Until next time. -Ori

Holidaze: An Intro

I decided to pull out my ol’ keyboard and start this series to share a little bit of my world with you all. I love to write more than anything, I find it therapeutic and it helps the socially inept side of me connect with others but I let the monotony of a mostly isolated life take up my time. Think: work, tv, bed, repeat all from the same 750 square feet, day after day. I’m tired of it and I need to make an active effort to change the bad habits I’ve adopted over the last nine months.

‘Holidaze’ is a series about navigating the weird time we’re in these last few weeks as 2020 comes to a close. The holiday season meets a state of confusion right in the middle of a pandemic, or something like that. I hope you follow along if you’re into it and feel free to share with others!

The holiday’s are always so tricky for me. On one hand, this is the time of year that brings me a lot of heartache (more on that another time) and reminds me of how lonely I am. The holidays definitely weren’t made for the single ladies.

But, on another hand, I love every single second of it. I love getting together with family and friends. I love the quiet days in with the fireplace crackling, a cup of hot chocolate steaming, and a sappy Christmas movie. I love the holiday festivals and events. The gift exchanges and the cute cards and the unknown of what my sister-in-law will decide to make for Christmas dinner! I love the celebration of a New Year and the tradition of Advent. The season truly is a magical time.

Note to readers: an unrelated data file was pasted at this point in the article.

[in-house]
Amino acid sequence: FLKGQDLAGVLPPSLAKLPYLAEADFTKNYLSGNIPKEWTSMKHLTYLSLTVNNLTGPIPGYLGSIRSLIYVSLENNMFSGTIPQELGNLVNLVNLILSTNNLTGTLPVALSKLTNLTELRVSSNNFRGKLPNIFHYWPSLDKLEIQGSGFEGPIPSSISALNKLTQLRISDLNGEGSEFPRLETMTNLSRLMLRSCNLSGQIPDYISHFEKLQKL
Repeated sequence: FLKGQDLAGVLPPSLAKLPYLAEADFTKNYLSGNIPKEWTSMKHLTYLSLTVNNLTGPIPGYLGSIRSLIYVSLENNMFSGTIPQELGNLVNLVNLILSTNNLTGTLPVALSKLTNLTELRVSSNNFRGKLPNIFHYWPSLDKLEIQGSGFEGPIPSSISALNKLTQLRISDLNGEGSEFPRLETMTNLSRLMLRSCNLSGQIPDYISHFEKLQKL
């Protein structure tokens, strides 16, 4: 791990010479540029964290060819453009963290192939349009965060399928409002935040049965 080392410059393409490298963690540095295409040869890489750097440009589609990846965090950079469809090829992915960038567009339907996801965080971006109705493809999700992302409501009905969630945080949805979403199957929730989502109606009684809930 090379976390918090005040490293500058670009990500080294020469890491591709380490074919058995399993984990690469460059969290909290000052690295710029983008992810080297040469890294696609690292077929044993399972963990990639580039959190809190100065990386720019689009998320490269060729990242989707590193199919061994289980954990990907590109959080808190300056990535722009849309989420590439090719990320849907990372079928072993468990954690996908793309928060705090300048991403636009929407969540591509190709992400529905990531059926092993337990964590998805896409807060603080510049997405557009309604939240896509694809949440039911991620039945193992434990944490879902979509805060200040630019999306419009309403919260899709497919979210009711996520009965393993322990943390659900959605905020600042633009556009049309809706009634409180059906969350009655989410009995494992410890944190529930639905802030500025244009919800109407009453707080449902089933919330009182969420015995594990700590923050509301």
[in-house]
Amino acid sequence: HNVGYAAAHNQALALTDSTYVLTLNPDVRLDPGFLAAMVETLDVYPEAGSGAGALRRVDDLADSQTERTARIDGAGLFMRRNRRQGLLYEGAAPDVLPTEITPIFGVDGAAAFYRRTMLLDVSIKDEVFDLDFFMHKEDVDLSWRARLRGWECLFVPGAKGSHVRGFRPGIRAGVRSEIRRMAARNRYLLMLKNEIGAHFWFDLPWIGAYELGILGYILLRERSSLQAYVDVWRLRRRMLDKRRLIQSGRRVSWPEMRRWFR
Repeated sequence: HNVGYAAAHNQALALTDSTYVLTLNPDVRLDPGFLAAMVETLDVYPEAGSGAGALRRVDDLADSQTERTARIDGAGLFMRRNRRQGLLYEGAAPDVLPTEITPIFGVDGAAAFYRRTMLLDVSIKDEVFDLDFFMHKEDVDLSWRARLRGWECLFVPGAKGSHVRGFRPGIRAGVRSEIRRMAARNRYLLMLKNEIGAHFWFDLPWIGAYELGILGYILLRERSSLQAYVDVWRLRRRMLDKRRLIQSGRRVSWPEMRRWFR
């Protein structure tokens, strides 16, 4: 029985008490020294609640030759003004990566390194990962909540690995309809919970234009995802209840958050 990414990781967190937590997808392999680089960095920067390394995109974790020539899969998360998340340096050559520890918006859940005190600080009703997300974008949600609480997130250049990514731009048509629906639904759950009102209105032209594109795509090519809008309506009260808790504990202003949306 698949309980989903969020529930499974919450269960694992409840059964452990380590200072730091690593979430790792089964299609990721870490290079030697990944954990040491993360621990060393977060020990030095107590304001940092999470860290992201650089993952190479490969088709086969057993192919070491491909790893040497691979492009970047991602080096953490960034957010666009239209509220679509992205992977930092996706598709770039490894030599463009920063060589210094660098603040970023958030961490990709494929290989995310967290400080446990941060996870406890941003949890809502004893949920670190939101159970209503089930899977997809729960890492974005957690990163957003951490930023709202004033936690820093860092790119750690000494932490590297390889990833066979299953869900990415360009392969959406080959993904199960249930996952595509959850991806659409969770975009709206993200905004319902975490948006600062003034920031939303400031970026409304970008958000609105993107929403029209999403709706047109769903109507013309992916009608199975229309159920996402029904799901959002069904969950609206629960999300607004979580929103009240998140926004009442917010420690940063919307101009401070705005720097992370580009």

Unfortunately, a lot of that isn’t happening this year. And the parts that are will be different and unusual. It’s uncharted territory for us all and I know I’m not the only one that is and will continue to struggle throughout this season both in the holiday spirit sense and in the ‘winter = situational depression’ sense.

This season, I hope to invite you into my weird little world a little bit. I hope to connect with people I haven’t had an opportunity to connect with in a long time and I hope to make it through this pandemic alive and healthy with each of you. I hope to remind myself of all the wonderful things this world has to offer, of the bittersweet memories of days past, and of the many blessings we have in life.

Thank you for reading! -Ori